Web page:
A question that I am asked frequently since eyebrows became the beauty obsession of the decade!
Both Methods are a form of cosmetic tattooing where a fine needle (PMU) or blade (Microblading) is used to abrade the skin and pharmaceutical pigments are deposited in the upper layers of the skin known as the dermis.
Microblading is an old fashioned manual technique that originated in far east Asia when bamboo and other devices were sharpened to prick the skin. This technique is now performed using a hand tool which is constantly being developed and has recently made a huge come back. Amazing results can be achieved but it is not suitable for all skin types. If your skin is naturally oily, your skin will not be able to retain the fine/crisp hairstrokes and your enhancement will very quickly look fuzzy. Clients with oily skin are more suited to Ombré brows applied using the alternative digital machine method. Another point to consider is the Trauma to your skin that the blade can leave, if your artist crosses over the strokes then this can lead to scarring. Depending on how well you look after your treatment, to keep your eyebrows looking fresh expect to need them colour boosted around 6 months after your treatment.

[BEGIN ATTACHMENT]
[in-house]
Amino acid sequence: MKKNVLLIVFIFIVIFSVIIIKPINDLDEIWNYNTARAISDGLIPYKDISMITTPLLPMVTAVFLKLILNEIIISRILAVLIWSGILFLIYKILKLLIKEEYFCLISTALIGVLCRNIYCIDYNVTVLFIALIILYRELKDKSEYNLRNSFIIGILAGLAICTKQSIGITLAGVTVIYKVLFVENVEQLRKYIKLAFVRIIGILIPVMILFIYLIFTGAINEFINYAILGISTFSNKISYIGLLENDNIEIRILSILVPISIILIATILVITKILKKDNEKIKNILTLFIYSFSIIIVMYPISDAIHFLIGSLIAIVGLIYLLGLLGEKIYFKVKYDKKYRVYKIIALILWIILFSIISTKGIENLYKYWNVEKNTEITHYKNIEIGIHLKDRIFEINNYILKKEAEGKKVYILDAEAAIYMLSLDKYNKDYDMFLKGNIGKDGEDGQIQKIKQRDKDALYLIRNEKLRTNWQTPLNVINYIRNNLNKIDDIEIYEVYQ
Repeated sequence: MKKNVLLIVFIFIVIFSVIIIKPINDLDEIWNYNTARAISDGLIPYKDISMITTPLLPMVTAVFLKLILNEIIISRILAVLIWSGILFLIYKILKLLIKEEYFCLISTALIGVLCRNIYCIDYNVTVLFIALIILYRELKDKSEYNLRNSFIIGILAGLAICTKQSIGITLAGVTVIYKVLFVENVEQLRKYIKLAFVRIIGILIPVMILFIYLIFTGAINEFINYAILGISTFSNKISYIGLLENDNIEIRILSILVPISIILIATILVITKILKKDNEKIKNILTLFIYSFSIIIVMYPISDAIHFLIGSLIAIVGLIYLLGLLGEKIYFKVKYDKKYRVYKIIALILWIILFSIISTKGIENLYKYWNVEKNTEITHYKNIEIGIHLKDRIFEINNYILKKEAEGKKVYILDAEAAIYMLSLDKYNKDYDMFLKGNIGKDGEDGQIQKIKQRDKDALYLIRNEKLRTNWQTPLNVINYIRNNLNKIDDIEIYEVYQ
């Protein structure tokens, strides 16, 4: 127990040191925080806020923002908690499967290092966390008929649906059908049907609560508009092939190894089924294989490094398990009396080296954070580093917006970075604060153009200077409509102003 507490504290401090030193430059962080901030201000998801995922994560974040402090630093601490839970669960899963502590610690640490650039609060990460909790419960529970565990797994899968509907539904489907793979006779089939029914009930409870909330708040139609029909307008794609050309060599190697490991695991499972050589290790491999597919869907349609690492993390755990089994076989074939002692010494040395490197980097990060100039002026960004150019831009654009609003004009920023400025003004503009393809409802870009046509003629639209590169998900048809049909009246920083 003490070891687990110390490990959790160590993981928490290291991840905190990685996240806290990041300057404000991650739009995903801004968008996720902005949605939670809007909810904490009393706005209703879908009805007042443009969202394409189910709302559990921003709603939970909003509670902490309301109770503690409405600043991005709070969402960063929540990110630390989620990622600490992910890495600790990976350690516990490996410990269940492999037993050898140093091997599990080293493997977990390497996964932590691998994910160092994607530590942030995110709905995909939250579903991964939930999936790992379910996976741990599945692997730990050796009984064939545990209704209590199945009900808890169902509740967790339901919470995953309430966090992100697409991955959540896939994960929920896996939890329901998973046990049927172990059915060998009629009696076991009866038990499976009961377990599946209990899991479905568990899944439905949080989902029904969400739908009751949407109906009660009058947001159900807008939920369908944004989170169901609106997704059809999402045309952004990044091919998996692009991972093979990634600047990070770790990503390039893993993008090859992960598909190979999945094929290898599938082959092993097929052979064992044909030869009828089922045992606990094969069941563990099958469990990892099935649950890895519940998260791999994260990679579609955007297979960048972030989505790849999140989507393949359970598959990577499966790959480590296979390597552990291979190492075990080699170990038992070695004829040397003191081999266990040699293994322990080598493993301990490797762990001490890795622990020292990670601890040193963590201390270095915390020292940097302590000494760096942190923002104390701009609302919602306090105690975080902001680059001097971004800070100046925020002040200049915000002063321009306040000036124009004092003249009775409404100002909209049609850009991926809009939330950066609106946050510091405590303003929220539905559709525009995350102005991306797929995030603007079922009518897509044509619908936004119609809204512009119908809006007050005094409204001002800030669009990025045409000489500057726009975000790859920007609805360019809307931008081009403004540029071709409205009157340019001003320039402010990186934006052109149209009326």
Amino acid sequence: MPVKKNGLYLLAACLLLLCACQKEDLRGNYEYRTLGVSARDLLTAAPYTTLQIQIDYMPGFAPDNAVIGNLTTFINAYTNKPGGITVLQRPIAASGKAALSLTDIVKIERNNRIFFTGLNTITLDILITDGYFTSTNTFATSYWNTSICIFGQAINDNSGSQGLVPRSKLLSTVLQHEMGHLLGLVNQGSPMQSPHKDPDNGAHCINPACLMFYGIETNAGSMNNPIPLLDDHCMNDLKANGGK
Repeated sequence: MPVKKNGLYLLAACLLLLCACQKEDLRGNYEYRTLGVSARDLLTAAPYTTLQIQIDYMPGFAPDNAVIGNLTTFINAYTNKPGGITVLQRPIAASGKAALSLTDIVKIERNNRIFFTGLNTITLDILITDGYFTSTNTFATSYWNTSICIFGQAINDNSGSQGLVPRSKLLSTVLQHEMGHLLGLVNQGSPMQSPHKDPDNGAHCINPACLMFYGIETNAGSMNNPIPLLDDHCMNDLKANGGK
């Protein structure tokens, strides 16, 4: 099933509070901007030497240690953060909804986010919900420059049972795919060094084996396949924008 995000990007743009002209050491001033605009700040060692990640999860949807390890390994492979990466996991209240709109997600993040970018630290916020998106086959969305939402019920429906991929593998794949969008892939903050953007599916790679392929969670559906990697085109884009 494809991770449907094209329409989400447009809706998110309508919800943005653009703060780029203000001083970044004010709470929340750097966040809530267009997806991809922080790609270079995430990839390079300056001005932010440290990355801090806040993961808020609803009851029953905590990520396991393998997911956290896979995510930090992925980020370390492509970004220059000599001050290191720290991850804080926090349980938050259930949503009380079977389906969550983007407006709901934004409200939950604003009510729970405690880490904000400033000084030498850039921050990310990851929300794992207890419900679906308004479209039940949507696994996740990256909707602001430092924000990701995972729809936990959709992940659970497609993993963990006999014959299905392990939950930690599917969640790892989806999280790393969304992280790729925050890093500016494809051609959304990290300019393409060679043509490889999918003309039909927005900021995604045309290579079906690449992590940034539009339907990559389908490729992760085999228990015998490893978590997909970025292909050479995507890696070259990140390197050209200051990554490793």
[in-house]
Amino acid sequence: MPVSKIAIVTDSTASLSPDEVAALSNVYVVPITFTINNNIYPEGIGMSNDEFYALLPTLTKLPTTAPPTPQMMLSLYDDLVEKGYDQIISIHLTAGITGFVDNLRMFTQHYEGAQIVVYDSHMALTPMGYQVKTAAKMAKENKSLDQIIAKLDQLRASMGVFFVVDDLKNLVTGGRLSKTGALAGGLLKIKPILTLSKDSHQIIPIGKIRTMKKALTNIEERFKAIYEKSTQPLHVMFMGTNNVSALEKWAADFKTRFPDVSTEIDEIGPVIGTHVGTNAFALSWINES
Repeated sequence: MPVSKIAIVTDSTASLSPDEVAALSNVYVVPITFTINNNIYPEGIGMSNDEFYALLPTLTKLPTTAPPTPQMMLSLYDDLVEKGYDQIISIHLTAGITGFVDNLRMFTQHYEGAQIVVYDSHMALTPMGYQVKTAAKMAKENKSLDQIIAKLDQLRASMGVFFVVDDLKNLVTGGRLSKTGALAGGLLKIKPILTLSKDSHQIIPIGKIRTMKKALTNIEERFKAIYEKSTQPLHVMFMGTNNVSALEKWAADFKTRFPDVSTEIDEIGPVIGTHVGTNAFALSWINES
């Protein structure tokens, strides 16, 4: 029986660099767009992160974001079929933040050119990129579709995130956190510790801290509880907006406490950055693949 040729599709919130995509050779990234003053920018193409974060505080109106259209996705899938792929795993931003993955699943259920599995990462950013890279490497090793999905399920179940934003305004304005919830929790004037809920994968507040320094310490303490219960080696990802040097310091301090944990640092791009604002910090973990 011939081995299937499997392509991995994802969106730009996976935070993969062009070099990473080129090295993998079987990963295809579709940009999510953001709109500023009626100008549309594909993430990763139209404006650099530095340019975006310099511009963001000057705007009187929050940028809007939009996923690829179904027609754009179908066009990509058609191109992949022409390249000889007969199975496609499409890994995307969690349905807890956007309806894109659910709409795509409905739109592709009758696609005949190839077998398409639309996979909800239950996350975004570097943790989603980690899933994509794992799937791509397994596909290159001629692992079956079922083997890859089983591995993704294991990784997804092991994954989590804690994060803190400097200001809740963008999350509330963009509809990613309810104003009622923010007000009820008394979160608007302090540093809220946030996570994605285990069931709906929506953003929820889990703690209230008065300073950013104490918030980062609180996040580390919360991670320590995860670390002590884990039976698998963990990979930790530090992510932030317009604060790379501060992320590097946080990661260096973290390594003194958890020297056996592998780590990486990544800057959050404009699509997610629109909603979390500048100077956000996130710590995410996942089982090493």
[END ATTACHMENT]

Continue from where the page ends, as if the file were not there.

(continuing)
At Pure Pigmentation we create permanent makeup enhancements with a cosmedic® digital machine which is my preferred method. The benefits of this method is that the pigment is evenly deposited in the skin and is applied slightly deeper which means the pigment will retain longer in the skin. PMU works well on all skin types, the machine can be set to different speeds depending on the age of the client and gorgeous shading can also be achieved. Using this method, we can produce exquisite eyebrow, eyeliner and lip enhancements. Depending on how well you look after your enhancement and stick to the aftercare, you should not require a colour boost to freshen your brows for at least 10-12 months. There are many contributing factors that will break down the pigment mainly sun exposure, diet, age and sebum in your skin but the pigment can remain visible for up to 3 years.
by Hanna Ameerally